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Predicting progression using informal indicators during transition. Chris Keenan Learning and Teaching Fellow Bournemouth University. This session will:.

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predicting progression using informal indicators during transition

Predicting progression using informal indicators during transition

Chris Keenan

Learning and Teaching Fellow

Bournemouth University

this session will
This session will:
  • Look at behavioural data to investigate what can be learnt about the correlation between engagement during transition to HE and a student’s potential to proceed
  • Explore further 5 sets of data 2008-2012
  • Attempt some understanding of the findings
  • Provide opportunity to discuss implications
starting points
Starting Points
  • By 2001-2 I was already linking transition and induction experience
  • had realised that if a student was already experiencing a problematic transition into HEthen a poor induction experience could tip them into leaving
  • Set up Stepping Stones 2HE in 2002 as a discipline focused mechanism to ease transition to HE, bridge transition, provide and integrate social and academic learning opportunities
problem with timing
Problem with timing
  • Difficult to track engagement of students in the first few weeks of Year 1.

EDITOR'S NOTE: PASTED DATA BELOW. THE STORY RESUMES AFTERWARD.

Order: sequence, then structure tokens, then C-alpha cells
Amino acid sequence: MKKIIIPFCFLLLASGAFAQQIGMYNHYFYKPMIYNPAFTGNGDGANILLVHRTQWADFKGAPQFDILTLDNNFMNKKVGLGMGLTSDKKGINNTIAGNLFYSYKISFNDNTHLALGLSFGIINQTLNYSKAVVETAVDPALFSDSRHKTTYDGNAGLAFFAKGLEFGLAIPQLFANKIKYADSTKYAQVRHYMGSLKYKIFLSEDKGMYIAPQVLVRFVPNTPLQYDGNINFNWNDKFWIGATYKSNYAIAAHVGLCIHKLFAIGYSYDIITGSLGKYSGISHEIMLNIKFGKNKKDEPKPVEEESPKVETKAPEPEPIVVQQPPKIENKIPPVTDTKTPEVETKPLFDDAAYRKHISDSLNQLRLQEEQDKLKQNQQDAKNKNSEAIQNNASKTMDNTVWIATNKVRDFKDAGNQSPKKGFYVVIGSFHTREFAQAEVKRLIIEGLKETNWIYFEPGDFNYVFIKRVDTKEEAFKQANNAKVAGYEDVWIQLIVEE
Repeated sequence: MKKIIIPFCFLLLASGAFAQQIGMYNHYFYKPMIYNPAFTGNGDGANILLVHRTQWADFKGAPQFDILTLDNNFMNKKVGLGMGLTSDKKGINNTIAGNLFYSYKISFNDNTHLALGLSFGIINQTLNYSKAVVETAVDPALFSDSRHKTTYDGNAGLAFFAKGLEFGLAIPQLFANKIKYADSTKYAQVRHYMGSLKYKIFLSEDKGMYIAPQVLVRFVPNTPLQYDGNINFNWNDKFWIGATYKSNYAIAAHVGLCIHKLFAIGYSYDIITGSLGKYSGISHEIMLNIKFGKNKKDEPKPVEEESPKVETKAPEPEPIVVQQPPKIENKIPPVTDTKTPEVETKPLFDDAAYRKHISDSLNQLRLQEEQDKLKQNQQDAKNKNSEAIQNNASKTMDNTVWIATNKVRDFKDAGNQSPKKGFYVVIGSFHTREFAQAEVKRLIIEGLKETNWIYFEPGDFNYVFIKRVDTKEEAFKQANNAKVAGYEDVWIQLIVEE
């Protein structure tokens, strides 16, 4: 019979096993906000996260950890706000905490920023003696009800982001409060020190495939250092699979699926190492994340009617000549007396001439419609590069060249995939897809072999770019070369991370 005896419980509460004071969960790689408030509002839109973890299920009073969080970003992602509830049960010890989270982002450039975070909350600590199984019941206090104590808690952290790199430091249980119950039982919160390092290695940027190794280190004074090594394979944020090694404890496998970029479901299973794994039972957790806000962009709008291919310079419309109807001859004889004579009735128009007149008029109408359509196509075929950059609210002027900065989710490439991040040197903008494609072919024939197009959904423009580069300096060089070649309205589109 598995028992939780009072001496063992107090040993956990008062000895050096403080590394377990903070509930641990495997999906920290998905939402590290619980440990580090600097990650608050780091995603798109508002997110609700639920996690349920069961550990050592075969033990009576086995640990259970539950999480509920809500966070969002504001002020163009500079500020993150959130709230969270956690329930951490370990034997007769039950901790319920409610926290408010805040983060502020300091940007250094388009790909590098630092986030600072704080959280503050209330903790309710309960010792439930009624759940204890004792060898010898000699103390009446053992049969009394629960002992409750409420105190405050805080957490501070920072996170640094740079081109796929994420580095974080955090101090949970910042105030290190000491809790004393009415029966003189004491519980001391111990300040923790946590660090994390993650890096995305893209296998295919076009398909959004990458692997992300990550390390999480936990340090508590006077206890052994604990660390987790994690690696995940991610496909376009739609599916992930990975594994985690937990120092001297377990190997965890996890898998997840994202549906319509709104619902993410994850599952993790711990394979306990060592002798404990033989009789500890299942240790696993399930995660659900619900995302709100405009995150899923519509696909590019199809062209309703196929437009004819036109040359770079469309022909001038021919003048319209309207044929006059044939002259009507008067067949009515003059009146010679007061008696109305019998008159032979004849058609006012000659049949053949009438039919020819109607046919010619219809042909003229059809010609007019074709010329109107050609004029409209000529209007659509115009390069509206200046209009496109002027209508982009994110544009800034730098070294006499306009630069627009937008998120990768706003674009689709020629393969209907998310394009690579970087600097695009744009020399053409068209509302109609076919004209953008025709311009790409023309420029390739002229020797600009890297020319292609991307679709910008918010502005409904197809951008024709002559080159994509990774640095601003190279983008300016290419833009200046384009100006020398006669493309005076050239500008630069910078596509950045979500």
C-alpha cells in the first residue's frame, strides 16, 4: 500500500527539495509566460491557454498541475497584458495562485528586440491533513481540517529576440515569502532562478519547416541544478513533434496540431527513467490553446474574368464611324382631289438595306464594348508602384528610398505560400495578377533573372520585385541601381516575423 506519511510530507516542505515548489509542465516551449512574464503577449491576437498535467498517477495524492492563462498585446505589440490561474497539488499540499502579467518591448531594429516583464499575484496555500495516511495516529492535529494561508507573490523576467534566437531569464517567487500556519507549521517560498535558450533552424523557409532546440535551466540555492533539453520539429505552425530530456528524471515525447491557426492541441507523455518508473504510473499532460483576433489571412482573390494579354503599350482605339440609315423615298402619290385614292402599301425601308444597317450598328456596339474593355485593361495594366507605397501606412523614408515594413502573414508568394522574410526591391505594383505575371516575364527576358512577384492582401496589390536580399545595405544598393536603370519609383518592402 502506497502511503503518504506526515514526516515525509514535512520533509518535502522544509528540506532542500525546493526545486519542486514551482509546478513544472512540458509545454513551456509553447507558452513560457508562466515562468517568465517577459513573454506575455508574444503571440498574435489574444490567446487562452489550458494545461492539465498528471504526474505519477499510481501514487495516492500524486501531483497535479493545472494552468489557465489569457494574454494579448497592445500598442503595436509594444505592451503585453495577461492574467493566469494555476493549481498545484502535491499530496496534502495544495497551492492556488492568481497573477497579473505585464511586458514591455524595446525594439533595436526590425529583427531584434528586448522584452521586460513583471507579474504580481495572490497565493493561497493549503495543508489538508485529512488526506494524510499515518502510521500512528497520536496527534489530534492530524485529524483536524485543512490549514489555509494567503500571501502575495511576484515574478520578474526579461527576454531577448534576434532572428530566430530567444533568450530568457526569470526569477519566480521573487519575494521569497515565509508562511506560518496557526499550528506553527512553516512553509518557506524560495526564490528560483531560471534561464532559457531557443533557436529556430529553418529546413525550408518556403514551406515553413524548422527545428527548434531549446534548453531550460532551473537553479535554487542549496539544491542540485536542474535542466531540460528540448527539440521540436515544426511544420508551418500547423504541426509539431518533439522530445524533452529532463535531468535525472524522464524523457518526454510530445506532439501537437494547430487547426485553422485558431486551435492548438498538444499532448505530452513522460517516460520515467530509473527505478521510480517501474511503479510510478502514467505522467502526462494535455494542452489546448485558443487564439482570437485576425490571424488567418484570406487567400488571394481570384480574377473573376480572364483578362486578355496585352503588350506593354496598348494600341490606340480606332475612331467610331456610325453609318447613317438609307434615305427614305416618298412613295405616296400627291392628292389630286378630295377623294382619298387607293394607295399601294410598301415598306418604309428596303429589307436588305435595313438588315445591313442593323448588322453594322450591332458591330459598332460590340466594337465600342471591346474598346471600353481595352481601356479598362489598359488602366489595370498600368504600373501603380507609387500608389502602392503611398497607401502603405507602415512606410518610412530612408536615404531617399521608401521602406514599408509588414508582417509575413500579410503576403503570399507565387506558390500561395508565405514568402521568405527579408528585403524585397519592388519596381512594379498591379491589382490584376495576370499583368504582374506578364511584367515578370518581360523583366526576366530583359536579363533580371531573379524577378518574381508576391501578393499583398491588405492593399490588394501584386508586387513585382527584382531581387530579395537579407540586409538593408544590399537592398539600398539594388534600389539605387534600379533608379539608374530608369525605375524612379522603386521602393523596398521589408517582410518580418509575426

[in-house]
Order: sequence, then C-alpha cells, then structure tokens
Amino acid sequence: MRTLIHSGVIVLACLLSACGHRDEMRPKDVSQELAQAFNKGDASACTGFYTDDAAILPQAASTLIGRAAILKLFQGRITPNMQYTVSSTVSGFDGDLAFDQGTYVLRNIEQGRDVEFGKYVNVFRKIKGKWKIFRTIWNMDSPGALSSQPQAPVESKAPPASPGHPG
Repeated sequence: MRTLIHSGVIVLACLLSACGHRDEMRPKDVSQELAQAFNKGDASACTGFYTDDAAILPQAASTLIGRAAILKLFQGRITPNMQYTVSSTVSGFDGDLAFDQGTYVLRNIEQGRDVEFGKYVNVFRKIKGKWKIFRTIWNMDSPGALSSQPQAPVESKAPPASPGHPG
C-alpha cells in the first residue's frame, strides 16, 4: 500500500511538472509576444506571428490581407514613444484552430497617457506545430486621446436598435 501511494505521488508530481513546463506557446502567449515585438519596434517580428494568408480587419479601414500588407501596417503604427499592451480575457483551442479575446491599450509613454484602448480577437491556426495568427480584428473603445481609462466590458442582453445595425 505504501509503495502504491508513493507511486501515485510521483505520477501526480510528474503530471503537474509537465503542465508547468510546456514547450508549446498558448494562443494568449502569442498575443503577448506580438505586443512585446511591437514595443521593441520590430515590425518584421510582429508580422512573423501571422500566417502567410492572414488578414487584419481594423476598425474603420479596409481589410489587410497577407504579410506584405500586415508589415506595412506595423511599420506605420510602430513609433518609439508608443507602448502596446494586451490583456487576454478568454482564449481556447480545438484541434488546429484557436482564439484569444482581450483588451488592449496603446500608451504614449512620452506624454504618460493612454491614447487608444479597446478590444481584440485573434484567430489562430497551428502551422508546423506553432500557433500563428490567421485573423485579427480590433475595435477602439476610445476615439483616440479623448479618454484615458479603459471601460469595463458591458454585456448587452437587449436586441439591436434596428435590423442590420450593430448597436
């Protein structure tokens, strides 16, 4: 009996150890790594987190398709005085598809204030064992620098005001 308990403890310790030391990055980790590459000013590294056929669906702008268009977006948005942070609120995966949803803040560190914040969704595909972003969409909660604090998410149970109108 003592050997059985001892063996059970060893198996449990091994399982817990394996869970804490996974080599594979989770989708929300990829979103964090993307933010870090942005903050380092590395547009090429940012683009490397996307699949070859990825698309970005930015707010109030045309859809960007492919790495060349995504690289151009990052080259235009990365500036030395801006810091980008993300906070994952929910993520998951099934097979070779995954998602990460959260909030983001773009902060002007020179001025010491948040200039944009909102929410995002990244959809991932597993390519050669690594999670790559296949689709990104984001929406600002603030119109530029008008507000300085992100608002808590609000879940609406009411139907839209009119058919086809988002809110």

• Registers, non submission of assignments, often provide early indicators
  • But, by the time the information is available it is often too late
  • I am making the argument that it is possible to identify a correlation between early engagement (in transition phase) with potential to progress
  • But, the problem is, what can we do with this data
first four weeks
First four weeks
  • Conversation with Dr Randy Swing
  • Conducted a retrospective study of a cohort of 79 students I was teaching 2007-2008
  • Collected registers for the first four teaching weeks
  • I identified 28 students with more than one absence in the first four weeks as high risk of early withdrawal or exam failure
  • Exam Board: 16 of those 28 were referred to repeat at least one unit; 2 were fail/withdraw; 2 had left before the exam board; 8 proceeded
  • Initial thoughts: perhaps this is the holy retention grail!

In 2008 I repeated the study with the new intake of the same degree programme this time 83 students

  • High entry rate students
  • Collected registers teaching weeks 8 Oct-29 Oct
  • Applied same crude criteria - this time 17 students with four or more absences during first four teaching weeks were identified

I identified 17 students

  • All of them had a long tutorial session with me in November when they received their first assignment back
  • I expressed my concern
  • One student said he appreciated the wake up call
  • At the exam board:

- 7 of them were referred in one or more units

- 2 were fail/withdraw

- 3 withdrew before the exams

- 5 progressed safely

  • Similar findings as last year, tutorial had not made significant difference – high grade intake
  • What was going on?
  • What was the data telling me?

In 2009 repeated exercise with a different cohort n=209